Trial Judge Peter Cahill issued severe criticism of the California Congresswoman while responding in a guardedly positive manner to a request from Chauvin’s attorneys to declare a mistrial. Cahill immediately stated that the attorneys’ plea was worthy of consideration while adding, “Congresswoman Waters may have given you something on appeal that may result in this whole trial being overturned.” He considered the remarks by Waters a clear call for more street violence if the verdict in the yet-to-be-announced jury decision was anything short of guilty, a call meant to influence the jurors.  

Asked for his view about what had occurred, famed lawyer Alan Dershowitz said that Chauvin’s conviction should indeed be overturned because the jury was surely tainted by outside pressure issued by Waters and others. Dershowitz also included condemnation of New York activist Al Sharpton, who had given a similar message to the crowd where Waters had spoken. The retired Harvard law professor then noted that Chauvin’s legal team had three levels of appeal, two before Minnesota courts and, possibly, a final one before the Supreme Court. He recalled the famous case of Dr. Sam Shepard, where the Supreme Court reversed a jury’s conviction because the justices felt that “outside pressures” had influenced the jury’s murder verdict. He saw in what transpired in Minnesota the very same type of pressure aimed at another jury.

Several GOP congressmen have called for Maxine Waters to be severely disciplined. They  point to the removal of Congresswoman Marjorie Taylor Greene (R-Ga.) from her committee chairmanship for past agreement she announced for discredited QAnon conspiracy theories. Greene had already reversed her previous support for those QAnon views and admitted she had been wrong about them. No similar apology or reversal has been forthcoming from Maxine Waters for remarks that amounted to pressuring the Chauvin jury.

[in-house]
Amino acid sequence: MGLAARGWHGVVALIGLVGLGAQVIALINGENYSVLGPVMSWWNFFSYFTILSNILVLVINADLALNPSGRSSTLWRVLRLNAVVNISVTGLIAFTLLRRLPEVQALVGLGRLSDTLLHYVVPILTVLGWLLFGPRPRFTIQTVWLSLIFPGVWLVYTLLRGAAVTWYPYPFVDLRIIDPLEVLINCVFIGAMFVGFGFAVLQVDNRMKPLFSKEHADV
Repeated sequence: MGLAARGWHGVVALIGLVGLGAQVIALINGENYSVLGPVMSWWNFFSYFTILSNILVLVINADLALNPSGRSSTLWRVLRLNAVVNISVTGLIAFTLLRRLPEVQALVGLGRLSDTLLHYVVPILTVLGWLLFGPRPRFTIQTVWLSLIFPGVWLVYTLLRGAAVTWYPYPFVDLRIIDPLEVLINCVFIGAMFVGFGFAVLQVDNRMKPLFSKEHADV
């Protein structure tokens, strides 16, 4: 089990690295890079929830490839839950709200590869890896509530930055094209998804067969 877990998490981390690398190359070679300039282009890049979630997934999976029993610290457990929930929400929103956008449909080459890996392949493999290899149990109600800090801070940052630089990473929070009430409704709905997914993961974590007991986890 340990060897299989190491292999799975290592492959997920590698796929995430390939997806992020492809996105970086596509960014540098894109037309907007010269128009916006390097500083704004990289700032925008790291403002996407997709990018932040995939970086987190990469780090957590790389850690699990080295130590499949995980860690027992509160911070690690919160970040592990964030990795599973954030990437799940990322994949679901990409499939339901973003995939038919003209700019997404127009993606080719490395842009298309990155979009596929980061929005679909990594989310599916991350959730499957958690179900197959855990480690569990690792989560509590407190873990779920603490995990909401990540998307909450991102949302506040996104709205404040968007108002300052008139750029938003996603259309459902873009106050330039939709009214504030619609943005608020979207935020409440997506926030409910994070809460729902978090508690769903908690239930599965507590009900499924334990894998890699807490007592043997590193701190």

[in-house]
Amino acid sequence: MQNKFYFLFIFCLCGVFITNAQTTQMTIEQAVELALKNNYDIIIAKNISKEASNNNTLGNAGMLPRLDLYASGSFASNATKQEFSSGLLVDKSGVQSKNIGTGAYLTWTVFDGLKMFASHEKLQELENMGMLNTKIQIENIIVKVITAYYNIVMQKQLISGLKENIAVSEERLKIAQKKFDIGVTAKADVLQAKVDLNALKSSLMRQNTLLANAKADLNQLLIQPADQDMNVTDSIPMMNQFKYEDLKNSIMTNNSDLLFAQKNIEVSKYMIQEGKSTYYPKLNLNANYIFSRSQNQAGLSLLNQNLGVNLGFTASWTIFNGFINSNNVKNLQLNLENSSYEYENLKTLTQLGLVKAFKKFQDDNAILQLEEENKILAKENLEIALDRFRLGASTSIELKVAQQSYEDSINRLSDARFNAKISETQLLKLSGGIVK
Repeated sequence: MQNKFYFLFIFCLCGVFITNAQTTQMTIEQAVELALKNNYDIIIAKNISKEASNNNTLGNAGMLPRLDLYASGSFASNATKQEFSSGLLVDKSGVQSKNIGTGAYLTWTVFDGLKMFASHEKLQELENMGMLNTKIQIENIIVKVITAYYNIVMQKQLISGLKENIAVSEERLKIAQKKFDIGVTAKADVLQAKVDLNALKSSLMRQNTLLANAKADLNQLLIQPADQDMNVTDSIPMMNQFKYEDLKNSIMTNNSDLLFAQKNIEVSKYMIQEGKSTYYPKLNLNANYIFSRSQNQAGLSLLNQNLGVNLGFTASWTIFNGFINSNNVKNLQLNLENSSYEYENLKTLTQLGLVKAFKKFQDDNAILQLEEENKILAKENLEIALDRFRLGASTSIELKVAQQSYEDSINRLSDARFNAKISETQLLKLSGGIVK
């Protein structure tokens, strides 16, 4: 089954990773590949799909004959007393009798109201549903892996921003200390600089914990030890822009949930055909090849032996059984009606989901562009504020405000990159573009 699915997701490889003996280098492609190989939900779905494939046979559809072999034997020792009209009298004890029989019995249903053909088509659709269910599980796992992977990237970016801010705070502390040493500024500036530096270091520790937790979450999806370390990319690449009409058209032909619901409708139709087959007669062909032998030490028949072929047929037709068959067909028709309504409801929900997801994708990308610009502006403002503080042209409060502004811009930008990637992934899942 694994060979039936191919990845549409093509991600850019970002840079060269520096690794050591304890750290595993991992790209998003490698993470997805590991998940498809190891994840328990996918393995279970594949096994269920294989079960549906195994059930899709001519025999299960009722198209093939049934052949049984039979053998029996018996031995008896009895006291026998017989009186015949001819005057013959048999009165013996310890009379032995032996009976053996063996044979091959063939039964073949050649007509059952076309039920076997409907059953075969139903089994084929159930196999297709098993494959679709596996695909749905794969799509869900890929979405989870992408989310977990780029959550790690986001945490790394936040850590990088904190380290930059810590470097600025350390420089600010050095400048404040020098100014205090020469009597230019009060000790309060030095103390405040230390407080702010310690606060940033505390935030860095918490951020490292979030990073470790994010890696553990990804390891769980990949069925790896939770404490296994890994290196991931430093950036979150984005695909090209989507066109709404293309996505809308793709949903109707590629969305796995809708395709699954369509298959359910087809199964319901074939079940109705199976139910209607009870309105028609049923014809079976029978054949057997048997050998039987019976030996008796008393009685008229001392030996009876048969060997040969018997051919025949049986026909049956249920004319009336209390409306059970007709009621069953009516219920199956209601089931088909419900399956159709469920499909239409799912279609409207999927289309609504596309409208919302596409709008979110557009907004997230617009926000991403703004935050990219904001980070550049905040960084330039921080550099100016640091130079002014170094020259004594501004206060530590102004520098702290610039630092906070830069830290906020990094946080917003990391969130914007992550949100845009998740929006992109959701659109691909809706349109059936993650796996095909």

House GOP leader Kevin McCarthy (R-Calif.) has announced plans to have Waters formally censured by Congress for her meddling in Minnesota. He also chided Speaker Nancy Pelosi for ignoring what Waters did. McCarthy wants a formal House censure issued against Waters, a measure that would lead to stripping her of leadership of the House Financial Services Committee. House Democrats, eager to embarrass and discipline members of the “other” party, seem unwilling even to chide Maxine Waters. 

Judge Cahill will now have to consider whether the comments aimed at the jury by Waters, Sharpton, and others constitute a form of tampering. If he declares a mistrial because of what they did, Chauvin will be tried again, and that trial might be held away from Minnesota. Maxine Waters, Sharpton, and others should be forced to pay for whatever a new trial might cost. And they should also pay in other than in monetary ways for conduct amounting to threatening our nation’s rule of law cited in the Constitution.

Published at Sun, 02 May 2021 19:48:30 +0000